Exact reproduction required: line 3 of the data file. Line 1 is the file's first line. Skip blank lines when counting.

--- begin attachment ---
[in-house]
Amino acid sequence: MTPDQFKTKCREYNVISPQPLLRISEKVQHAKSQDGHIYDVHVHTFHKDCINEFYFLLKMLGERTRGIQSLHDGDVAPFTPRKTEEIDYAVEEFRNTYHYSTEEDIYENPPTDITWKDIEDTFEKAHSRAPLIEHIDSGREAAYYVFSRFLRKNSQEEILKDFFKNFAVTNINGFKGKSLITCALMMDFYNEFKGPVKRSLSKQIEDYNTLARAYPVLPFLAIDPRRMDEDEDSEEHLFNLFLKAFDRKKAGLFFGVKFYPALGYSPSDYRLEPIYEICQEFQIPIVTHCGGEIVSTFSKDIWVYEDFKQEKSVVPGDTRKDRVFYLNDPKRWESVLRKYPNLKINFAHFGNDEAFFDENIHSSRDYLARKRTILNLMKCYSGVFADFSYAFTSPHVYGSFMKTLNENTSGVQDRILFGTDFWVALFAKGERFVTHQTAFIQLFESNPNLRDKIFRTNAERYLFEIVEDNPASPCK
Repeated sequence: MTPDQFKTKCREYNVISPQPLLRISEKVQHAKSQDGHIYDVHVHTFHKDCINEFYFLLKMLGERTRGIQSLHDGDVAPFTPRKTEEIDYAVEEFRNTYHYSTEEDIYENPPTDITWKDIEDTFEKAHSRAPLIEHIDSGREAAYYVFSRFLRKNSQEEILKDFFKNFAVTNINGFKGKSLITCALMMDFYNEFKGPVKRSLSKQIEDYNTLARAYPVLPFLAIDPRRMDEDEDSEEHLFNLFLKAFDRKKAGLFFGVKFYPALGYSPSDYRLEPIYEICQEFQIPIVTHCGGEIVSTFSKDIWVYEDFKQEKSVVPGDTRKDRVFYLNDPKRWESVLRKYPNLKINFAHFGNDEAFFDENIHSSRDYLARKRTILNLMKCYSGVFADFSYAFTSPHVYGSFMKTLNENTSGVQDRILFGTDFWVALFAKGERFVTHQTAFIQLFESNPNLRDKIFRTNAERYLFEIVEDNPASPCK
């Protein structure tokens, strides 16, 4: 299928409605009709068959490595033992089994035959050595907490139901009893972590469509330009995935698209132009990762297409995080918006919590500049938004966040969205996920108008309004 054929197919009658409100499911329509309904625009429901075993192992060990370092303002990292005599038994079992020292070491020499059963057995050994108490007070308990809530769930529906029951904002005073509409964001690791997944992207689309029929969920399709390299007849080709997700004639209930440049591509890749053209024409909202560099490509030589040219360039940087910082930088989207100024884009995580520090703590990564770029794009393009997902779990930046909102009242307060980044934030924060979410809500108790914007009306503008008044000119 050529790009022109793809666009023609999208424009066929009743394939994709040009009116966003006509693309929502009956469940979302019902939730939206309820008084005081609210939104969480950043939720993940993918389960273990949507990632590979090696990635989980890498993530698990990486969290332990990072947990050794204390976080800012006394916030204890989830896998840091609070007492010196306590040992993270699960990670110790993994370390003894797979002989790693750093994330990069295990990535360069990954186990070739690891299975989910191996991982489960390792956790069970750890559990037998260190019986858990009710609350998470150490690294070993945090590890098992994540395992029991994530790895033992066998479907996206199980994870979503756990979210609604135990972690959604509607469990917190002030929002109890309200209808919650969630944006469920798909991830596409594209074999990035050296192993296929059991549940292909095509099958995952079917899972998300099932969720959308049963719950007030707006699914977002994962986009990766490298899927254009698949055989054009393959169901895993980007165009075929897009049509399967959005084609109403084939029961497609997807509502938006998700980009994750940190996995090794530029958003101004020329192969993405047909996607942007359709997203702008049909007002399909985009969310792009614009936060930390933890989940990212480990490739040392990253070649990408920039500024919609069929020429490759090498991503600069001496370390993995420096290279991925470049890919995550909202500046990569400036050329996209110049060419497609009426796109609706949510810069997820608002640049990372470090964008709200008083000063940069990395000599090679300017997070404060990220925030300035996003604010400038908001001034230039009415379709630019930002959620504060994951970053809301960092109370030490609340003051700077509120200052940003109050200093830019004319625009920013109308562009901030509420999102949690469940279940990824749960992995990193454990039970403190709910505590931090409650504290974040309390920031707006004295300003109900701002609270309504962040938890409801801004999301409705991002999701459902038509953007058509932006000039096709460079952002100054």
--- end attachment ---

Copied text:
Repeated sequence: MTPDQFKTKCREYNVISPQPLLRISEKVQHAKSQDGHIYDVHVHTFHKDCINEFYFLLKMLGERTRGIQSLHDGDVAPFTPRKTEEIDYAVEEFRNTYHYSTEEDIYENPPTDITWKDIEDTFEKAHSRAPLIEHIDSGREAAYYVFSRFLRKNSQEEILKDFFKNFAVTNINGFKGKSLITCALMMDFYNEFKGPVKRSLSKQIEDYNTLARAYPVLPFLAIDPRRMDEDEDSEEHLFNLFLKAFDRKKAGLFFGVKFYPALGYSPSDYRLEPIYEICQEFQIPIVTHCGGEIVSTFSKDIWVYEDFKQEKSVVPGDTRKDRVFYLNDPKRWESVLRKYPNLKINFAHFGNDEAFFDENIHSSRDYLARKRTILNLMKCYSGVFADFSYAFTSPHVYGSFMKTLNENTSGVQDRILFGTDFWVALFAKGERFVTHQTAFIQLFESNPNLRDKIFRTNAERYLFEIVEDNPASPCK